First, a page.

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“We should not expect the government to come to our rescue.” Perhaps, but there are two schools of thought on this. When we adhere to yours, we get slow disaster relief from the feds. You get what you demand from your government.

“FEMA chief Mike Brown must resign… Politics is largely about perception.” Brown must resign not because of politics but because he is inept. And it wasn’t just foot-dragging that cost lives. FEMA actively prevented many first responders from helping victims, including the Red Cross and local law enforcement.

“Look to the private sector.” We have no choice when the government fails us. And as I said in comment 13 of Abigail’s post on Sep 3, we must oppose repeal of the Estate Tax since that tax favors cheritable giving.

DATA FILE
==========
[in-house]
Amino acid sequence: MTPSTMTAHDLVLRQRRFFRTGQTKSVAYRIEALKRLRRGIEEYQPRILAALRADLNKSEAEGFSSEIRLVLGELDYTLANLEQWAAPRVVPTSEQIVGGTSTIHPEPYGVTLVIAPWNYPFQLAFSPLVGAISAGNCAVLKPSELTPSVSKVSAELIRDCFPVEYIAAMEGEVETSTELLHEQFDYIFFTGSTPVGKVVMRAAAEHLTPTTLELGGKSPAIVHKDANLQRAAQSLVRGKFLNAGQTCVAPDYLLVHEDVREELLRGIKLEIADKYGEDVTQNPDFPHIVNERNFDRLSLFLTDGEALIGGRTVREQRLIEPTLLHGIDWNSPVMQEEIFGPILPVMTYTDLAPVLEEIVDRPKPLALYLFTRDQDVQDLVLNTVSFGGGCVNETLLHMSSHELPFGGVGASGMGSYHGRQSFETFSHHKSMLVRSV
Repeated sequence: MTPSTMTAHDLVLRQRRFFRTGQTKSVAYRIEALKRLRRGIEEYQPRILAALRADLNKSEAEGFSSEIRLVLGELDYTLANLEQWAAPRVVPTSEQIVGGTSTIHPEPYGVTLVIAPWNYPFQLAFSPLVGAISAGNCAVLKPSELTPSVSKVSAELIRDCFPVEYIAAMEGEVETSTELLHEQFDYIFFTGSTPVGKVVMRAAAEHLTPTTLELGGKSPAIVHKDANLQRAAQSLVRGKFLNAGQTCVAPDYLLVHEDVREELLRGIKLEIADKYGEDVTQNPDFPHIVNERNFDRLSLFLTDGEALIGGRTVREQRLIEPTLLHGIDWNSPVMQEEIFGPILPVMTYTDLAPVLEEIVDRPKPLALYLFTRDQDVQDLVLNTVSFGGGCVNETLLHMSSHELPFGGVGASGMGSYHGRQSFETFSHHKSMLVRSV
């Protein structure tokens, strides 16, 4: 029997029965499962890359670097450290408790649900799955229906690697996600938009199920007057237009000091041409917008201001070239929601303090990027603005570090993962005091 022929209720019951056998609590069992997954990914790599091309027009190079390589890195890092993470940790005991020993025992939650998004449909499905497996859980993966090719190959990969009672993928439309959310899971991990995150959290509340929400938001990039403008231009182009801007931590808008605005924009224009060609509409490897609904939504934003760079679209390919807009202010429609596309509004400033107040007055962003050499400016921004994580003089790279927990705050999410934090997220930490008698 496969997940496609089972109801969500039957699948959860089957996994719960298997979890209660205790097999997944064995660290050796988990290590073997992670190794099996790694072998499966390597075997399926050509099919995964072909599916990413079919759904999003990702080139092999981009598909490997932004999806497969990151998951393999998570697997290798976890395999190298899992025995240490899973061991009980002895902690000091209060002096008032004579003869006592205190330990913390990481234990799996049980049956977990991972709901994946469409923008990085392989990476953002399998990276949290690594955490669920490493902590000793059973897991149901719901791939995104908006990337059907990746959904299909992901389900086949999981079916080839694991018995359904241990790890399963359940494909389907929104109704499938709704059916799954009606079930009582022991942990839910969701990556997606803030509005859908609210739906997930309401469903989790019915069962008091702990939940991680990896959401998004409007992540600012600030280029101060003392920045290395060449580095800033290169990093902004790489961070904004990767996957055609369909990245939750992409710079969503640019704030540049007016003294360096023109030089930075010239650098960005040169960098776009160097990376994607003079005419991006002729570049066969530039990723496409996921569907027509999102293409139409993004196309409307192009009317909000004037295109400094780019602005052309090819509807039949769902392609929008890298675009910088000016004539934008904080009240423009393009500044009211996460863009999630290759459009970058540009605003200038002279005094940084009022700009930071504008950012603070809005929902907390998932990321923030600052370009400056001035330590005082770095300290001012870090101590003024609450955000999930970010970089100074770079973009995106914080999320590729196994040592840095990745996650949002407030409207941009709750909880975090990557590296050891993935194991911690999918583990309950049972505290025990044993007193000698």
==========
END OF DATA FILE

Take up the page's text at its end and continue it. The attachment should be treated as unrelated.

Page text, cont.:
“Impeach the governor” and “Lay off President Bush.” Wishing it so doesn’t justify your demand. Again, as I said in comment 13 of Abigail’s post on Sep 3, locals seem to blame the feds and credit their local and state governments for their actions. Here are several links. Click on the video from Sep 4 to view the first one:
As for the mayor, from what I’ve read, the locals seem to think he did the right thing. If you have evidence he failed the people, please support your charge. As to your claim that “Bush has done fine”, perhaps you should take a long, hard look at where his thoughts were and how concerned he was as people were dying:
Keep in mind he said "Brownie, you're doing a heck of a job,” as people suffered. Did Bush not know what was going on or did he just not care? Couldn't water and food have been dropped from the air to provide assistance to people at the Superdome?

“A regional New Deal.” I think that’s a great idea.